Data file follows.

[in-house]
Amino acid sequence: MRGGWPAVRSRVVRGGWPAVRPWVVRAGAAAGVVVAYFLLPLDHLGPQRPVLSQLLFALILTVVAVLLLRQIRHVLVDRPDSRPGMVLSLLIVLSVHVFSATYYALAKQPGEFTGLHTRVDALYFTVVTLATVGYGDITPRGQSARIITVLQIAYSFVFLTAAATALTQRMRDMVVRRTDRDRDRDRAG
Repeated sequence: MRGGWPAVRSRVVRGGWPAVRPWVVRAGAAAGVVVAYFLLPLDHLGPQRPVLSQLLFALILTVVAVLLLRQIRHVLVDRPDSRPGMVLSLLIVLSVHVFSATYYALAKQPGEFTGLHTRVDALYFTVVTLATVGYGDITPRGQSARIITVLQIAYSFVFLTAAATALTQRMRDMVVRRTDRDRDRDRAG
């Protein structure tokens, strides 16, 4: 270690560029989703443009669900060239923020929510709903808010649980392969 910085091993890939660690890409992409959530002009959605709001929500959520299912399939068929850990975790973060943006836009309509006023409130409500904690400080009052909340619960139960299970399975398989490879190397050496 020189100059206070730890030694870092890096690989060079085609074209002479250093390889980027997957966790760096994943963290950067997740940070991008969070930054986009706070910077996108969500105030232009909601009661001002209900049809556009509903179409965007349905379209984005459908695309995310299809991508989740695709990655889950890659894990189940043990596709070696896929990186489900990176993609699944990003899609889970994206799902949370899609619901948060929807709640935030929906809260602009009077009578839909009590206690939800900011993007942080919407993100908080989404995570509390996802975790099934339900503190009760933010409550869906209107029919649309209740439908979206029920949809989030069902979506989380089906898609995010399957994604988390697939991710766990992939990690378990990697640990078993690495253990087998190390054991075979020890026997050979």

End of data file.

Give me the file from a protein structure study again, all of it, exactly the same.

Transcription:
[in-house]
Amino acid sequence: MRGGWPAVRSRVVRGGWPAVRPWVVRAGAAAGVVVAYFLLPLDHLGPQRPVLSQLLFALILTVVAVLLLRQIRHVLVDRPDSRPGMVLSLLIVLSVHVFSATYYALAKQPGEFTGLHTRVDALYFTVVTLATVGYGDITPRGQSARIITVLQIAYSFVFLTAAATALTQRMRDMVVRRTDRDRDRDRAG
Repeated sequence: MRGGWPAVRSRVVRGGWPAVRPWVVRAGAAAGVVVAYFLLPLDHLGPQRPVLSQLLFALILTVVAVLLLRQIRHVLVDRPDSRPGMVLSLLIVLSVHVFSATYYALAKQPGEFTGLHTRVDALYFTVVTLATVGYGDITPRGQSARIITVLQIAYSFVFLTAAATALTQRMRDMVVRRTDRDRDRDRAG
């Protein structure tokens, strides 16, 4: 270690560029989703443009669900060239923020929510709903808010649980392969 910085091993890939660690890409992409959530002009959605709001929500959520299912399939068929850990975790973060943006836009309509006023409130409500904690400080009052909340619960139960299970399975398989490879190397050496 020189100059206070730890030694870092890096690989060079085609074209002479250093390889980027997957966790760096994943963290950067997740940070991008969070930054986009706070910077996108969500105030232009909601009661001002209900049809556009509903179409965007349905379209984005459908695309995310299809991508989740695709990655889950890659894990189940043990596709070696896929990186489900990176993609699944990003899609889970994206799902949370899609619901948060929807709640935030929906809260602009009077009578839909009590206690939800900011993007942080919407993100908080989404995570509390996802975790099934339900503190009760933010409550869906209107029919649309209740439908979206029920949809989030069902979506989380089906898609995010399957994604988390697939991710766990992939990690378990990697640990078993690495253990087998190390054991075979020890026997050979």